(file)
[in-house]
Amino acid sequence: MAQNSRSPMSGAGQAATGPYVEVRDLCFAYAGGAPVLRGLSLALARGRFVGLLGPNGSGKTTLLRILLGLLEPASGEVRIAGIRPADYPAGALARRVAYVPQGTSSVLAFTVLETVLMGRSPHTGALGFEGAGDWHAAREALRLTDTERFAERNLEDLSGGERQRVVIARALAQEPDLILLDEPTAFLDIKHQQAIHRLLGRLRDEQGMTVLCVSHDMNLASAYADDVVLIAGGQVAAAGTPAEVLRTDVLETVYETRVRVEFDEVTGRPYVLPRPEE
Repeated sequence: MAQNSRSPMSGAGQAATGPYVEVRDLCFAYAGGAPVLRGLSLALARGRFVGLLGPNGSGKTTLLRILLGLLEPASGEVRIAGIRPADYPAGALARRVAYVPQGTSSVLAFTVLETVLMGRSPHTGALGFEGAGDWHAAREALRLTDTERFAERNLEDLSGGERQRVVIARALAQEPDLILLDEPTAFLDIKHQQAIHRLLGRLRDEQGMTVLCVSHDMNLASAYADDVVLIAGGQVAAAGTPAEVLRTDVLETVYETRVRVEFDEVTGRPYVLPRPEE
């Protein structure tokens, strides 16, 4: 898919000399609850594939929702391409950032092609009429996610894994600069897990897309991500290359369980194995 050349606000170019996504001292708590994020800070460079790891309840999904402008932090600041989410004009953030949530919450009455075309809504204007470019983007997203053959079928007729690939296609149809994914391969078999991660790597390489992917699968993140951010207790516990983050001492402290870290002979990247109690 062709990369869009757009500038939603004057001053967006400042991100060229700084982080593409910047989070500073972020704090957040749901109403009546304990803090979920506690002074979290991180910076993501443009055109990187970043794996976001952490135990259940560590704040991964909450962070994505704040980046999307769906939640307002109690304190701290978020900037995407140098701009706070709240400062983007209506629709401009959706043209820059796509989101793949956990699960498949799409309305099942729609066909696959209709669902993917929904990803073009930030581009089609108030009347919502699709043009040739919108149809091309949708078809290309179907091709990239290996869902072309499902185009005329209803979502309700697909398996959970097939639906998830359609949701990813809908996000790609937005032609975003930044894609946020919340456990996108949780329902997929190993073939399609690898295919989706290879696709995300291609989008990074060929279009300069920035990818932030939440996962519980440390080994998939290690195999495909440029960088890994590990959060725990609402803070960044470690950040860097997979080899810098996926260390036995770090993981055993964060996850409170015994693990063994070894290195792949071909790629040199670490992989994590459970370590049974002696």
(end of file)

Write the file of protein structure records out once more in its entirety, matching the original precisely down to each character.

[in-house]
Amino acid sequence: MAQNSRSPMSGAGQAATGPYVEVRDLCFAYAGGAPVLRGLSLALARGRFVGLLGPNGSGKTTLLRILLGLLEPASGEVRIAGIRPADYPAGALARRVAYVPQGTSSVLAFTVLETVLMGRSPHTGALGFEGAGDWHAAREALRLTDTERFAERNLEDLSGGERQRVVIARALAQEPDLILLDEPTAFLDIKHQQAIHRLLGRLRDEQGMTVLCVSHDMNLASAYADDVVLIAGGQVAAAGTPAEVLRTDVLETVYETRVRVEFDEVTGRPYVLPRPEE
Repeated sequence: MAQNSRSPMSGAGQAATGPYVEVRDLCFAYAGGAPVLRGLSLALARGRFVGLLGPNGSGKTTLLRILLGLLEPASGEVRIAGIRPADYPAGALARRVAYVPQGTSSVLAFTVLETVLMGRSPHTGALGFEGAGDWHAAREALRLTDTERFAERNLEDLSGGERQRVVIARALAQEPDLILLDEPTAFLDIKHQQAIHRLLGRLRDEQGMTVLCVSHDMNLASAYADDVVLIAGGQVAAAGTPAEVLRTDVLETVYETRVRVEFDEVTGRPYVLPRPEE
């Protein structure tokens, strides 16, 4: 898919000399609850594939929702391409950032092609009429996610894994600069897990897309991500290359369980194995 050349606000170019996504001292708590994020800070460079790891309840999904402008932090600041989410004009953030949530919450009455075309809504204007470019983007997203053959079928007729690939296609149809994914391969078999991660790597390489992917699968993140951010207790516990983050001492402290870290002979990247109690 062709990369869009757009500038939603004057001053967006400042991100060229700084982080593409910047989070500073972020704090957040749901109403009546304990803090979920506690002074979290991180910076993501443009055109990187970043794996976001952490135990259940560590704040991964909450962070994505704040980046999307769906939640307002109690304190701290978020900037995407140098701009706070709240400062983007209506629709401009959706043209820059796509989101793949956990699960498949799409309305099942729609066909696959209709669902993917929904990803073009930030581009089609108030009347919502699709043009040739919108149809091309949708078809290309179907091709990239290996869902072309499902185009005329209803979502309700697909398996959970097939639906998830359609949701990813809908996000790609937005032609975003930044894609946020919340456990996108949780329902997929190993073939399609690898295919989706290879696709995300291609989008990074060929279009300069920035990818932030939440996962519980440390080994998939290690195999495909440029960088890994590990959060725990609402803070960044470690950040860097997979080899810098996926260390036995770090993981055993964060996850409170015994693990063994070894290195792949071909790629040199670490992989994590459970370590049974002696």